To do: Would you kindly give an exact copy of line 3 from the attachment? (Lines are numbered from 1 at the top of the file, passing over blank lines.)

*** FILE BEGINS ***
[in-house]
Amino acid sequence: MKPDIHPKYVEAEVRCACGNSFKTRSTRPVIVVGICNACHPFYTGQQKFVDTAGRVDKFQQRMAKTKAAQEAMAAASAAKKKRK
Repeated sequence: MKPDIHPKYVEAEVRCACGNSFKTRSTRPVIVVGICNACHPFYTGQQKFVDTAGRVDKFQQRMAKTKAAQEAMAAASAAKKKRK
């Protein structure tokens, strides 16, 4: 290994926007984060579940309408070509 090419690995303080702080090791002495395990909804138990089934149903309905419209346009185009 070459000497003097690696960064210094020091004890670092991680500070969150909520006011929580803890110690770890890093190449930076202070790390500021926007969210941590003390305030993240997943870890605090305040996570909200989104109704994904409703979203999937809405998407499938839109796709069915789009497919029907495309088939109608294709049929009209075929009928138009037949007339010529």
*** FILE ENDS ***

Repeated sequence: MKPDIHPKYVEAEVRCACGNSFKTRSTRPVIVVGICNACHPFYTGQQKFVDTAGRVDKFQQRMAKTKAAQEAMAAASAAKKKRK